P587 Tacrolimus suppositories in therapy-resistant ulcerative proctitis - a single center experience
S. Jaeger*1, K. Hoeger1, J. Wehkamp2, E. Stange1, M. Escher1
1Robert Bosch Krankenhaus, Gastroenterology, Stuttgart, Germany, 2University of Tuebingen, Gastroenterology, Tuebingen, Germany
Ulcerative proctitis may be often managed with topical salicylates or budesonide alone, but in some patients, symptoms can be persistent, severe and have a profound impact on quality of life. Here we present an analysis from our outpatient clinic with add-on therapy of tacrolimus suppositories in patients who remained symptomatic despite conventional systemic and topical therapy.
We followed up 25 patients with ulcerative proctitis (E1, Montreal classification). Patients already received oral therapy consisting of an immunomodulator, prednisolone, salicylates and topical treatment with steroids or saliclyates. CAI according to Rachmilewitz was assessed at start of tacrolimus treatment and at every follow-up visit. The content of one 2 mg capsule of tacrolimus was moulded into suppositories by our pharamceutical department. Patients took 1 suppository BID. Tacrolimus serum levels, CRP, complete blood count and ESR along with creatinine were assessed via routine laboratory. Data was analyzed with Graph Pad Prisms.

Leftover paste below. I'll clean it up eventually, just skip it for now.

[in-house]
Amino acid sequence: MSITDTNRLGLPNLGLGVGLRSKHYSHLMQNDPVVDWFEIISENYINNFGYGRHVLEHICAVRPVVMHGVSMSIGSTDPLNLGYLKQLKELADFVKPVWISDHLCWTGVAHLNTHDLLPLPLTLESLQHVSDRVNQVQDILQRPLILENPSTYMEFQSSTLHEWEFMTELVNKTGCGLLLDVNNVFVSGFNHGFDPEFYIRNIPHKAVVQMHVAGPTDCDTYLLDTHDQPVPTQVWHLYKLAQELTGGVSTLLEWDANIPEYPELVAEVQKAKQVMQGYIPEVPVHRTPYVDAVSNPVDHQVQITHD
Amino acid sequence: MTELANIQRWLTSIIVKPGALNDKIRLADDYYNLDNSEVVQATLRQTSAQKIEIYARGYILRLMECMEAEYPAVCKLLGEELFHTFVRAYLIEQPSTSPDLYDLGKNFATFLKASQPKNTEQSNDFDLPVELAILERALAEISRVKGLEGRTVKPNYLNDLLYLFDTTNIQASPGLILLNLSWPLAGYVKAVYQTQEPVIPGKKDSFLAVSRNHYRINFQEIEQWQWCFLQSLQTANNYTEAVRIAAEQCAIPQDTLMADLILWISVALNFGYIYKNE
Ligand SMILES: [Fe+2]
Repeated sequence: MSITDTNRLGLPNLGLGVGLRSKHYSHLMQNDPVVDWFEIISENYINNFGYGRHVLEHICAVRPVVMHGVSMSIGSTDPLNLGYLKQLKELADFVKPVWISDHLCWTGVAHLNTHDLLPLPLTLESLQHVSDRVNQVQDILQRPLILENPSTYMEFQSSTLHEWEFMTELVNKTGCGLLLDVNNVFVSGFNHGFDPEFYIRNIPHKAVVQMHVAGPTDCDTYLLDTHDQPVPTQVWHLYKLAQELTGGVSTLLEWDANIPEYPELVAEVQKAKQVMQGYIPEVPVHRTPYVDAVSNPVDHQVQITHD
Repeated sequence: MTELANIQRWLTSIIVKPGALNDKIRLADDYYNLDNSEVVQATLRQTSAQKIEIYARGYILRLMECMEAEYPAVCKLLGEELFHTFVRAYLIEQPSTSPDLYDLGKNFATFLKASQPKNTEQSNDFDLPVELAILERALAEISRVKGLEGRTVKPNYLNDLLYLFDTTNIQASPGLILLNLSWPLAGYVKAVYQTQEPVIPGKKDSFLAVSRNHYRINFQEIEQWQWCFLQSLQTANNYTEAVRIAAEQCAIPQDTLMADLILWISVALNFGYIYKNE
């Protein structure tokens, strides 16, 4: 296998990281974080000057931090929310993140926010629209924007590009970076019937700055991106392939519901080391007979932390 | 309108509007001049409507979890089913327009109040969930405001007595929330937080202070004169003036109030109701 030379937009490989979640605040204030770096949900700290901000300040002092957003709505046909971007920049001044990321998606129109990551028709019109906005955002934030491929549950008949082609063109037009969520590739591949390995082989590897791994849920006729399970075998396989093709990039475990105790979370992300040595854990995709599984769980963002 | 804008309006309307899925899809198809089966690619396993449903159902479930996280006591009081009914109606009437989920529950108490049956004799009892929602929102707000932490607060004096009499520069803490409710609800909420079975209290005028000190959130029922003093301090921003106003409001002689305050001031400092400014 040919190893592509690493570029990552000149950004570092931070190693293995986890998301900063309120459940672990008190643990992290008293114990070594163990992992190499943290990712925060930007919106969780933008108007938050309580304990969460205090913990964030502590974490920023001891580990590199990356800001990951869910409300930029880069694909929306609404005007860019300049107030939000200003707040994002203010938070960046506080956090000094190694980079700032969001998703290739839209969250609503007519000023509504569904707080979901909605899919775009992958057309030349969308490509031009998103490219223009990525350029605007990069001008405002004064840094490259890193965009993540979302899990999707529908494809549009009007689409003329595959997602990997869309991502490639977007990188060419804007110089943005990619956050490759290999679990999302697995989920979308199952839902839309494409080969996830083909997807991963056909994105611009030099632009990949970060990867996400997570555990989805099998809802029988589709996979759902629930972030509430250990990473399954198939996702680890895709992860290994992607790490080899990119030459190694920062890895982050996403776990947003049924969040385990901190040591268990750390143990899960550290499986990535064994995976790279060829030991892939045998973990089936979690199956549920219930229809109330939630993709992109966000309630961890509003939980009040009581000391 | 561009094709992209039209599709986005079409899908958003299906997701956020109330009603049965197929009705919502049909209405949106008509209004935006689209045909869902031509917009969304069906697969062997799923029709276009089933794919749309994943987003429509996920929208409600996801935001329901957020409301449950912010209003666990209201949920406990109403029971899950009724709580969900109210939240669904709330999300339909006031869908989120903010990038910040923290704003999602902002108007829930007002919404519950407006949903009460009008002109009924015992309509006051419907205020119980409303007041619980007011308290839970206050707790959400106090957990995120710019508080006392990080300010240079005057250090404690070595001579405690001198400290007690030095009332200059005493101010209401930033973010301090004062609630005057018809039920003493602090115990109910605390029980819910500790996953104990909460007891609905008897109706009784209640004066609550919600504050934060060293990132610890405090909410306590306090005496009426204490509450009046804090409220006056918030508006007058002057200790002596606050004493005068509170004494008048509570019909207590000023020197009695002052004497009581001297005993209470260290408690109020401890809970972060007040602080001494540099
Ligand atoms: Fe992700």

Median time from baseline to a consultation with assessment of CAI and tacrolimus serum level was 75 days. Three patients discontinued treatment after they experienced worsening of symptoms. Including these treatment failures, patients showed a significant decrease in CAI from 7,8 to 5,7 points (p=0,0279).
Mean tacrolimus trough level (n = 17) was 5,25 ng/mL (SD +/-2,601). The mean time from application of the last suppository was 17,6 hours (SD +/-6,862). The highest individual level was 10,2 ng/mL. We furthermore found a significant, moderate correlation between the change in CAI from baseline to follow-up and the height of tacrolimus trough level (Spearman r -0,555 (95% CI -0,8291 to - 0,0657; p = 0,025). In terms of side effects, we registerd 1 case of hypertension, 2 cases of tingling sensation in hands and feet and tremor, 1 case of headache, muscle cramps at night and unspecific fatigue.
After addition of a topical formulation of tacrolimus (suppositories) in ulcerative proctitis refractory to standard treatment, we observed a significant decrease in CAI scores over a median treatment duration of 75 days. Mean tacrolimus serum levels were 5,253 ng/mL, and clinical benefit positively correlated with the height of serum levels. As envisioned by the use of topical treatment, side effects were rare and mild. On the other hand, tacrolimus serum levels were high enough to suggest that clinical benefit might be due to systemic tacrolimus effects. In this retrospective, observational study form our outpatient clinic, tacrolimus suppositories were used with success. Nevertheless, a further prospective study is needed to confirm these findings.